To its credit, the NDP has used its Nice Radio call-in programme to talk about perhaps the most important AIA defect, namely what economists call “opportunity cost.”
The opportunity cost of an economic choice — in this case, the decision to build AIA with largely borrowed funds — is the net comparative value of the best alternative(s) forgone, for example, promoting agricultural development and food processing, or supporting intra-regional fast-ferry service, or helping to finance a multi-purpose medical-tourism facility, or investing in the retirement/nursing home business catering to the overseas market, etc.
For example, if the net revenue of building AIA (all direct and allied costs, including loan interest payments, minus spin-off tourism and other benefits) were a hypothetical EC$100 million per year while the comparable gain from some other venture were EC$150 million per year, the (lost) opportunity cost of building AIA would be EC$50 million per year. (This is a truly imaginary example. In the real world of the highly competitive international hospitality industry, AIA is doomed to yield our economy a net annual revenue loss of tens of millions of dollars which, in turn, would be dwarfed by the opportunity cost of more credible forgone alternative projects.)
Trying to predict future opportunity cost — not an easy task, to be sure — would have been part of the independent feasibility study that such a large, expensive, and complex project required. Another part of this study would also have discussed the risky nature of relying on the murky Caribbean hospitality industry to promote economic development, as the recent fire-sale of an unfinished and highly questionable project in the Turks and Caicos Islands reveals.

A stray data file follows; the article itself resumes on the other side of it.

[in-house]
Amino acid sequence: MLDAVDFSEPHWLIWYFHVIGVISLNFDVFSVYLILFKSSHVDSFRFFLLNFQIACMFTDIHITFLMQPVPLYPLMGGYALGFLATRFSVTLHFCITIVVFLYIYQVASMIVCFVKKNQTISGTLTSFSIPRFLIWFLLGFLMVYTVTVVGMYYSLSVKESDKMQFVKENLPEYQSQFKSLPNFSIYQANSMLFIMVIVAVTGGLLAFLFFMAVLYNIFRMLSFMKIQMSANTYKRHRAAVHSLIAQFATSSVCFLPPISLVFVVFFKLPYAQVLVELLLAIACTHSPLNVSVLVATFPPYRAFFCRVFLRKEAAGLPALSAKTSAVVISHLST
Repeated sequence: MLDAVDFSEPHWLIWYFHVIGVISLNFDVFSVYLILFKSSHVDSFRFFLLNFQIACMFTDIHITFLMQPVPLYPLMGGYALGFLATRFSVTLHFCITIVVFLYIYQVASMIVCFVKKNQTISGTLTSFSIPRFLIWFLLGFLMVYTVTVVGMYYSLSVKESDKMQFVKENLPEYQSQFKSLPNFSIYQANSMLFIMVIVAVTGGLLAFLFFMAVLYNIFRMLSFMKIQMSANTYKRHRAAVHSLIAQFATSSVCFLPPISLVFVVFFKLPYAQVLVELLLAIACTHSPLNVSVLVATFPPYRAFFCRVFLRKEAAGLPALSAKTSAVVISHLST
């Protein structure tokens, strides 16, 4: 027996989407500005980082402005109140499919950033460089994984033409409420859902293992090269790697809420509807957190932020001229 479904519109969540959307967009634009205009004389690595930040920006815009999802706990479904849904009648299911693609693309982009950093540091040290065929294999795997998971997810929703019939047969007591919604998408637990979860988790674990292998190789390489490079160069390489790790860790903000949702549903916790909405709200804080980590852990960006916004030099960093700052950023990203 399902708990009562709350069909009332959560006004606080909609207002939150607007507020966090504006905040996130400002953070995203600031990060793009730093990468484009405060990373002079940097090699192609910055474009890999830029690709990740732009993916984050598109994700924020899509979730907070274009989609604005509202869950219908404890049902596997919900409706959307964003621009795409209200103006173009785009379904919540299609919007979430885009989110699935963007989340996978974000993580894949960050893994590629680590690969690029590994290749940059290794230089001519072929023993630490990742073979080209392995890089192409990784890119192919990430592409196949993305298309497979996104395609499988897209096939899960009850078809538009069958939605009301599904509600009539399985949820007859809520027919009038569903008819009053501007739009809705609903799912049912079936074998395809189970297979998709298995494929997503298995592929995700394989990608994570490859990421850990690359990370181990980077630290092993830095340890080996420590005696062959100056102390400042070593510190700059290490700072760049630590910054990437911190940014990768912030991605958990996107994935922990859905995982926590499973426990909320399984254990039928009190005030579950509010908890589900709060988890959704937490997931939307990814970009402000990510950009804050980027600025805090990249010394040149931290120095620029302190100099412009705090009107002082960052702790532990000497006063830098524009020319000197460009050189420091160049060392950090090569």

No such study was ever done, not because it would have been particularly hard to do, but because the ULP leadership knew full well from the start, based on previous airport and other studies, that the results would have relegated the economically unrealistic — but politically sexy — Potemkin airport at Argyle to the dustbin of mad development ideas. No wonder that most wealthy Western countries that have helped us so many times in the past — notably the United States, Great Britain, and Canada, also the main countries whose citizens are expected to service AIA — have made no free contribution to this Argyle fiasco that I am aware of.
But the NDP has chosen not to hit hard on these and other key issues for one simple political
reason: a fear that this would scare off uncommitted or malleable voters by labelling the party and its leadership as “anti-development” and “unpatriotic”.
So, they have taken the easy path of concentrating on the cost overruns and endless delays at AIA — essentially side issues — which typically plague most big projects, public and private alike, all over the world.
As they say, silence means assent: for their muted complicity in the AIA boondoggle, the NDP may well see the wily old Comrade teach them come election day that the upholder is worse than the thief.
This is the last in a series of 15 essays on the folly of the proposed Argyle International Airport.
Many thanks to Kenton X. Chance for upholding the highest principles of media independence, impartiality, and integrity by allowing me to freely voice my iconoclastic views about AIA on his news site.
Thanks also to the many people who have been kind enough to comment, whether positively or negatively, on my essays.
My other AIA pieces may be found at:
- Get ready for a November election!
- Lessons for Argyle Airport from Canada’s Montreal–Mirabel Int’l
- Lessons for Argyle Int’l Airport from the cruise industry
- Lessons from Target Canada for Argyle Int’l Airport
- Lessons from Trinidad & Tobago for Argyle Int’l Airport
- The Dark Side of Tourism: Lessons for Argyle Airport
- Why Argyle Won’t Fly: Lessons from Dominica
- Ken Boyea and the Phantom City at Arnos Vale
- Airport Envy Vincy-Style
- Fully realising our country’s tourism potential
- Airport without a cause
- The unnatural place for an international airport
- The Potemkin Folly at Argyle
- False patriotism and deceitful promises at Argyle
The opinions presented in this content belong to the author and may not necessarily reflect the perspectives or editorial stance of iWitness News. Opinion pieces can be submitted to [email protected].